Wednesday, February 21, 2007

Dogs & Books & Adult Censorship

I seem to be the last one to weigh in the controversy surrounding this year's Newberry Winner, The Higher Power of Lucky, in which author Susan Patron had the gall to use the word "scrotum" when referring to that particular part of a dog's anatomy.

Now librarians throughout America have united to express their disapproval of Ms. Patron's word choice and claim that because of it the book is not welcome in their libraries. And this being America, where we all have opinions , other librarians, writers and publishers have leaped to defend her. (For more details, I link to Gwenda Bond's blog entry on the topic which then links to everyone whose opinion is actually informed, as opposed to knee-jerk.)

Of course, my opinion that the librarians are being childish for twittering over a perfectly normal anatomical term. But I also have to admit that I wouldn't want to read this book aloud to a group of snickering ten-year-olds either. Glad it's not my personal dilemma.

The brouhaha has made me think even more about a topic that I've been thinking about a lot ever since I went to the Children's Lit Lunch a couple of weeks ago. There I met many lovely librarians who were all universal in their desire to purchase books that did not have sex, swearing, or any thing else squiggy in them, and who implored me to keep all three categories out of my books.

But how do you write a book about a fourteen year old girl without at least skirting the edge of these issues? Fourteen year old girls do think about sex, and they do swear, and they do squiggy things. In Flora Segunda, our heroine is a bit preoccupied with other matters to confront the second topic, and I dealt with the first by making up my own profanity. But there is a lot of squigginess in the book that perhaps those lovely librarians would not have liked one bit.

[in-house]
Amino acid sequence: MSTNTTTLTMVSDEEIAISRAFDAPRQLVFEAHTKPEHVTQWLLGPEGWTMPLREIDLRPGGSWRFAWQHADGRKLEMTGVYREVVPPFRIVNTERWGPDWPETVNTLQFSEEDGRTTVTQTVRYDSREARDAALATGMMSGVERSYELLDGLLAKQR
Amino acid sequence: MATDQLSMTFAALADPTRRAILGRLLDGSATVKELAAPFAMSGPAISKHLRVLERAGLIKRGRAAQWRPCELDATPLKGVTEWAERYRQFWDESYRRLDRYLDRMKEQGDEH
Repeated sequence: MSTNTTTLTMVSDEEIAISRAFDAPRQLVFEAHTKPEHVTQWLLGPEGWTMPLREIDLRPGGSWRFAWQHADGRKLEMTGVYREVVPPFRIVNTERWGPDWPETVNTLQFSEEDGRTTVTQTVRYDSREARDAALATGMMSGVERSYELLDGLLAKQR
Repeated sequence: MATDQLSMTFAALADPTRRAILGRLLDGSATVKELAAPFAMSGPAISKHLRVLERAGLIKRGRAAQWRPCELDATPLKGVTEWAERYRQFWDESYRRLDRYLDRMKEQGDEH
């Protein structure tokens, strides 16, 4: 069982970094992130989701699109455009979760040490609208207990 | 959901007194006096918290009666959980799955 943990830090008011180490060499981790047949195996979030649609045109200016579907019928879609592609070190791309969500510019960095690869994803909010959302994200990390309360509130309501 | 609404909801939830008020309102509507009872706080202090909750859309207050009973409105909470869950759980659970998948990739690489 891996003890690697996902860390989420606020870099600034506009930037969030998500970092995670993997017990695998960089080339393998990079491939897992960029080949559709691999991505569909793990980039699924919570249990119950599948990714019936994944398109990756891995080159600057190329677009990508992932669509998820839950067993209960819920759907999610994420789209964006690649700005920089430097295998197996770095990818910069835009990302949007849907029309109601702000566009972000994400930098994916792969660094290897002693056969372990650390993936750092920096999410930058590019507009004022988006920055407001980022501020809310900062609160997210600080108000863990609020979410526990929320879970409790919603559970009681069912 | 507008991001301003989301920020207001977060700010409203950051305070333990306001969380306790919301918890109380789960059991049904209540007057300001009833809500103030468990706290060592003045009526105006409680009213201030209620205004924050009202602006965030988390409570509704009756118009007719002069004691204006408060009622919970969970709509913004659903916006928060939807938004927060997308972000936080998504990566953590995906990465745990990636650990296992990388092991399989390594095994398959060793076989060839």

And Flora Redux (which I just finished a couple of weeks ago) deals more with sex, albeit in a round about non-graphic non-overt tasteful way--she is fourteen for pigface's sake! There's swearing too, lots and lots of swearing (not by Flora), but I had already decided to handle that via Gramatica-type substitution. And like Book I, Book 2 is much with the squigginess, Califa being a very a squiggy place, after all.

Initially, my talk with the librarians left me panicked. Would no library take my books if I didn't censor myself? Must you decide to be true to your Art or write to your audience--or rather the gatekeepers who stand between you and audience? Well, in the end, of course, I realize that you must write the best book you can, be true to the characters and true to your audience, and let the librarians do what they will. A false book is much much worse than a banned book.

Still, I swear I won't ever use the word "scrotum." Maybe that will save me.

2 comments:

paulw said...

Pigface pogostick psychopomp! I think you should take this as a chaallenge and from now on work "scrotum" into your books in one way or another: backwards, as a character name (mutorcs); as an acrostic from the first letters of a sappy poem:

She walks in beauty like the night.
Clouds drift across the moon
regarding her from that height...
O, can such beauty long endure
The contrast with earthly blight?
Ugliness be banished!
My lady is not a fright!

Er, or something like that...

fahrenheit451moderator said...

Self-censorship is still censorship and in many ways is more insidious than being confronted with people who would ban a book. I think it is much more dangerous to decide not to be controversial.

Keep in mind that all librarians are not like the ones quoted concerning this book. Most librarians cringe at the idea that a book would be removed or not put in a collection without looking at the book's value as a whole.

At the Pelham Library, Fonthill, Ontario, we are actually promoting the reading of banned books and are inviting people around the globe to take the "Banned Book Challenge." http://www.pelhamlibrary.blogspot.com/2007/02/take-banned-book-challenge.html